First Trimester Prenatal Care 


The first trimester is a time when you are simply wrapping your head around the idea that you are pregnant. About half the time pregnancy is a surprise and half the time it is planned. 

In the case of unplanned pregnancy, Time and effort is devoted to evaluating support from family, friends and the father of the baby. It is a time of introspection, reevaluation, and planning. In the case of a planned pregnancy, there is often celebration and a quick entry into prenatal care.

In either case it should be a time for a great commitment to health and self care. Toxins and bad habits should be eliminated. Nutrition and healthy physical activity should become the overriding focus. 

Everything you do in obstetric prenatal care is determined by the weeks of gestation. Week zero is arbitrarily assigned to be the date of the first day of your last menstrual period. Assuming a 28 day cycle, the day of one's missed period would be week number four.


First trimester is conception until the 12th week

Second trimester is 12 week until the Approximately 24th fourth week

Third trimester is 24th week until delivery.

Full-term is defined as 37to 41 weeks

The due date is 40 weeks on the dot.

Common first trimester symptoms:

Breast tenderness

Unexplained fatigue

Nausea vomiting

Pelvic fullness

Heightened emotions

Common first trimester challenges:

Excessive nausea and vomiting or hyperemesis


Prenatal appointments: 

Appointments are always tailored to need. Generally they occur every four weeks during this timeframe.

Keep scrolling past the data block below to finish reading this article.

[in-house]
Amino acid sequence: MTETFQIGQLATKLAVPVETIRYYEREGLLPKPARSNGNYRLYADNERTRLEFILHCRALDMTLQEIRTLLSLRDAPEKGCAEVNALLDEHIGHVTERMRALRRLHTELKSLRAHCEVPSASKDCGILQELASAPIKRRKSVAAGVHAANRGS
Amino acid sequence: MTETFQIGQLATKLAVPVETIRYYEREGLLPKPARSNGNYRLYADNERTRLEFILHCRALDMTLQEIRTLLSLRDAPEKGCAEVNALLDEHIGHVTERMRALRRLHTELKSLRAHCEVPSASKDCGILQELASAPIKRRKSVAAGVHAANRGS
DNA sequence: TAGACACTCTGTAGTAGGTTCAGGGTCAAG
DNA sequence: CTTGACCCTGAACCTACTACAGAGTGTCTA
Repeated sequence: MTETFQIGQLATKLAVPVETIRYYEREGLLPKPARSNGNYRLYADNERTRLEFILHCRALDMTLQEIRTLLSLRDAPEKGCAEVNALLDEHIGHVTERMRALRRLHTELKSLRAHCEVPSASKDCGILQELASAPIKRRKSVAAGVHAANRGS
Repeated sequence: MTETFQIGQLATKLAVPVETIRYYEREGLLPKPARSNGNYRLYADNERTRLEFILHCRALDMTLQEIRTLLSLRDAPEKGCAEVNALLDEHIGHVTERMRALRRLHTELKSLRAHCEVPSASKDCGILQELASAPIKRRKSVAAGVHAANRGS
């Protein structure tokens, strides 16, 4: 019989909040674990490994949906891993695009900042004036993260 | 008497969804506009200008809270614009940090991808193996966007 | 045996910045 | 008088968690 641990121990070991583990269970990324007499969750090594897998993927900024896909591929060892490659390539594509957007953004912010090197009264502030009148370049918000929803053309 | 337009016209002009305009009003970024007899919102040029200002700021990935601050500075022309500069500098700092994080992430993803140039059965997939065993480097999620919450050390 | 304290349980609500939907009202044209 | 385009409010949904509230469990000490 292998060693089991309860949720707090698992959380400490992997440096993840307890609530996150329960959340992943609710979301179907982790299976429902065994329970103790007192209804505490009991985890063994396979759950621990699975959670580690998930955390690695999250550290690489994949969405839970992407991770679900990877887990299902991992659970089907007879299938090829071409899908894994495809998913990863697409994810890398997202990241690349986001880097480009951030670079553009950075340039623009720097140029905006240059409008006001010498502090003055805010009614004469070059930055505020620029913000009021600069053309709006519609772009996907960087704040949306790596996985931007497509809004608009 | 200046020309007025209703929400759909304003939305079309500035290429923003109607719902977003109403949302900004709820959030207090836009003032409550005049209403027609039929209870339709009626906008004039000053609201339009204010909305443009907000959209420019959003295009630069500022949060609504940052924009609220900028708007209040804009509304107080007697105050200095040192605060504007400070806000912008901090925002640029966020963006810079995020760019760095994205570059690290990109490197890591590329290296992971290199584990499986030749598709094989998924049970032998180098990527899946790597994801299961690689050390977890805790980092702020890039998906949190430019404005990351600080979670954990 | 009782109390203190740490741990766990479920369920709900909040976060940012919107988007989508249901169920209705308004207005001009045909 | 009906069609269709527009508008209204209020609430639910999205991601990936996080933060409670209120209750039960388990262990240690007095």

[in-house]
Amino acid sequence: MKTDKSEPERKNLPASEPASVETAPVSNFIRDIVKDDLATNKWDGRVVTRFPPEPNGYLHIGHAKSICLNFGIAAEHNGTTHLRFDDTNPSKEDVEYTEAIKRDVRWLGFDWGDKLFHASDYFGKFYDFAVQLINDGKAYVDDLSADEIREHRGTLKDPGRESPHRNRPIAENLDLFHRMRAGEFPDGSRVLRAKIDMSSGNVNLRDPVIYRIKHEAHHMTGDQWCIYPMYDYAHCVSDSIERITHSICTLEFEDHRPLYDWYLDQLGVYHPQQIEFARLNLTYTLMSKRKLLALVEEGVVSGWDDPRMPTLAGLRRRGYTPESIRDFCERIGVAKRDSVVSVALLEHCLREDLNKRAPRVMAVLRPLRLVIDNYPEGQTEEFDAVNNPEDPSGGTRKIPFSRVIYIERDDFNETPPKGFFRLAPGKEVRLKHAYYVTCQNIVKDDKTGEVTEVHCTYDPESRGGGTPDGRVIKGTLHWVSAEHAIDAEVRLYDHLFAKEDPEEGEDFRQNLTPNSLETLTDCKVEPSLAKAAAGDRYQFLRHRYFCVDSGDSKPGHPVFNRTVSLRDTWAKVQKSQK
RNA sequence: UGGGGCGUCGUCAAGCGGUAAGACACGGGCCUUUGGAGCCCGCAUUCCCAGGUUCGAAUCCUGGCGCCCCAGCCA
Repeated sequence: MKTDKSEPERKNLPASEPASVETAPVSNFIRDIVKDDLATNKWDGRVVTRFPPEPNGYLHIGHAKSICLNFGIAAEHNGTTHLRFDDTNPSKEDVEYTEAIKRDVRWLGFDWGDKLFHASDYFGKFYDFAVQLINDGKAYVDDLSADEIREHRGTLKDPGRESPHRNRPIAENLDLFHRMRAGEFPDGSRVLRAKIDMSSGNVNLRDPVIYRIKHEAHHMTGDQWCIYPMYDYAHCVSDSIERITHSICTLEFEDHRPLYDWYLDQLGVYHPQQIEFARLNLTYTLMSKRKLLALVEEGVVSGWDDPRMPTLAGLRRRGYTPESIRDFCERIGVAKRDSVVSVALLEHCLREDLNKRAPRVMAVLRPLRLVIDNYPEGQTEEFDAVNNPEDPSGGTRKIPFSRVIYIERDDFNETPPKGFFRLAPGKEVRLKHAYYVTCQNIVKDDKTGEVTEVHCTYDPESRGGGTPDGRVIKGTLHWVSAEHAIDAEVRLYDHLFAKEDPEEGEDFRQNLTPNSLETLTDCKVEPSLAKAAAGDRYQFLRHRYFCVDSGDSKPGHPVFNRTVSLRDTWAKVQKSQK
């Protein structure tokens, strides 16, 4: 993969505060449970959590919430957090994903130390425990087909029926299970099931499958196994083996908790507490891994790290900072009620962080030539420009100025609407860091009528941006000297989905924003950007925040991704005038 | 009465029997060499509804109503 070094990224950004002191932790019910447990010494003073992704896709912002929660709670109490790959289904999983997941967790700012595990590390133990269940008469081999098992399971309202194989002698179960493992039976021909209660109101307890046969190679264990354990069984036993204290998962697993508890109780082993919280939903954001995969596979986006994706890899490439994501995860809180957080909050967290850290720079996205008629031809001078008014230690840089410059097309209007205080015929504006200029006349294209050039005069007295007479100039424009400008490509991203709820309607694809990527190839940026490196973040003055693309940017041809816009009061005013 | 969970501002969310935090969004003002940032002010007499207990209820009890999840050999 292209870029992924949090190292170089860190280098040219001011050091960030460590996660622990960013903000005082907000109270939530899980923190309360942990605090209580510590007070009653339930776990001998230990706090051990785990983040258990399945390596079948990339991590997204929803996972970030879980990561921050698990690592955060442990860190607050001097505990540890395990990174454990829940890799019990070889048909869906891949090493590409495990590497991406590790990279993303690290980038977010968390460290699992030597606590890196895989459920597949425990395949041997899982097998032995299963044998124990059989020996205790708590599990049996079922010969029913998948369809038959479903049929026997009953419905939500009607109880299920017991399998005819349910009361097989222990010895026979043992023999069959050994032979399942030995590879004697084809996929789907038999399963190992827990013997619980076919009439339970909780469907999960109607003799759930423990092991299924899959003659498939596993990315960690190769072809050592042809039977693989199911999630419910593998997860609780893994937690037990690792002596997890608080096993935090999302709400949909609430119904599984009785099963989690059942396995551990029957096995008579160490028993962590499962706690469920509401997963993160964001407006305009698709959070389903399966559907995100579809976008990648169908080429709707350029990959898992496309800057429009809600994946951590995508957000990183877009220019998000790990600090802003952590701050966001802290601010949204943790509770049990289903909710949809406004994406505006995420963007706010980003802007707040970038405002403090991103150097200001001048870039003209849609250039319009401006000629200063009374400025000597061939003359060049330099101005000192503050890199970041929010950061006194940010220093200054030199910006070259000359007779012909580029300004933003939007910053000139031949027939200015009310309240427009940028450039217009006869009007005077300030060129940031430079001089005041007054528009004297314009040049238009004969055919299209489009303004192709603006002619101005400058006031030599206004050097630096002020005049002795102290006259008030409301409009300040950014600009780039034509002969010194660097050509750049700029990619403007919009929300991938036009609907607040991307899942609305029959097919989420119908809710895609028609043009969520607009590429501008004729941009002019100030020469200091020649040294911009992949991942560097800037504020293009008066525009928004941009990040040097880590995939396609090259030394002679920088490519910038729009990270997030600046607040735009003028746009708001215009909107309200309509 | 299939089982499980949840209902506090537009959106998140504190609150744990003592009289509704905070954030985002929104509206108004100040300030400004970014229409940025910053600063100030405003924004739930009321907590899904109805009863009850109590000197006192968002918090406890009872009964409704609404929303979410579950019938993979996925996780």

Your first trimester visits and screening tests: 

About 6-8 weeks 








8 to 12 weeks


10 to 12 weeks

The establishment of prenatal care, including full history and physical exam and possible ultrasound if there is any concern about the location of the pregnancy or the dating criteria. Dates are usually established by the last menstrual period in conjunction with ultrasound. Prental labs are drawn in any screening tests for sexually transmitted diseases are checked as well. Tests include the following:

Complete blood count, blood type,thyroid testing, hepatitis B, hepatitis C, HIV, syphilis, rubella antibody screening, gonorrhea, chlamydia, herpes screening if indicated, cystic fibrosis carrier screaming and other genetic screening if desired and indicated.


Management of any problems with nausea vomiting or weight loss.


Consideration of screening for chromosome abnormalities or aneuploidy, using the nuchal lucency screening method and serum markers or the newer blood test for cell free fetal DNA. Women who will be thirty-five years of age or older at the time of their anticipated delivery are encouraged to get such screening.